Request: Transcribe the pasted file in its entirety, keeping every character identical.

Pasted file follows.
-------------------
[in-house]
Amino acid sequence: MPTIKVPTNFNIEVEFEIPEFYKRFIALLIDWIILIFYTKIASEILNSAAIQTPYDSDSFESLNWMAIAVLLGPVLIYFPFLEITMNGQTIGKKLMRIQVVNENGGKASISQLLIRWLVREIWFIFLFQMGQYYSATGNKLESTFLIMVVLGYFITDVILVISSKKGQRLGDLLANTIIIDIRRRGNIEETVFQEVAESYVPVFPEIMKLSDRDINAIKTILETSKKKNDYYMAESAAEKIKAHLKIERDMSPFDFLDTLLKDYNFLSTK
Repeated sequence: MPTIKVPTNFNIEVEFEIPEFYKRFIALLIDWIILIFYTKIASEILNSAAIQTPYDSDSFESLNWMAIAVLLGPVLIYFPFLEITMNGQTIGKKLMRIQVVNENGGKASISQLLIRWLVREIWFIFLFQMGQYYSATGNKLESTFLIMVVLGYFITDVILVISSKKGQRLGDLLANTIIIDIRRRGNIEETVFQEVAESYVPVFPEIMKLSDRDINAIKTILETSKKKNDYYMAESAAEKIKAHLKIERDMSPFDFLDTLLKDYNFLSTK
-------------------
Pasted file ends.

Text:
[in-house]
Amino acid sequence: MPTIKVPTNFNIEVEFEIPEFYKRFIALLIDWIILIFYTKIASEILNSAAIQTPYDSDSFESLNWMAIAVLLGPVLIYFPFLEITMNGQTIGKKLMRIQVVNENGGKASISQLLIRWLVREIWFIFLFQMGQYYSATGNKLESTFLIMVVLGYFITDVILVISSKKGQRLGDLLANTIIIDIRRRGNIEETVFQEVAESYVPVFPEIMKLSDRDINAIKTILETSKKKNDYYMAESAAEKIKAHLKIERDMSPFDFLDTLLKDYNFLSTK
Repeated sequence: MPTIKVPTNFNIEVEFEIPEFYKRFIALLIDWIILIFYTKIASEILNSAAIQTPYDSDSFESLNWMAIAVLLGPVLIYFPFLEITMNGQTIGKKLMRIQVVNENGGKASISQLLIRWLVREIWFIFLFQMGQYYSATGNKLESTFLIMVVLGYFITDVILVISSKKGQRLGDLLANTIIIDIRRRGNIEETVFQEVAESYVPVFPEIMKLSDRDINAIKTILETSKKKNDYYMAESAAEKIKAHLKIERDMSPFDFLDTLLKDYNFLSTK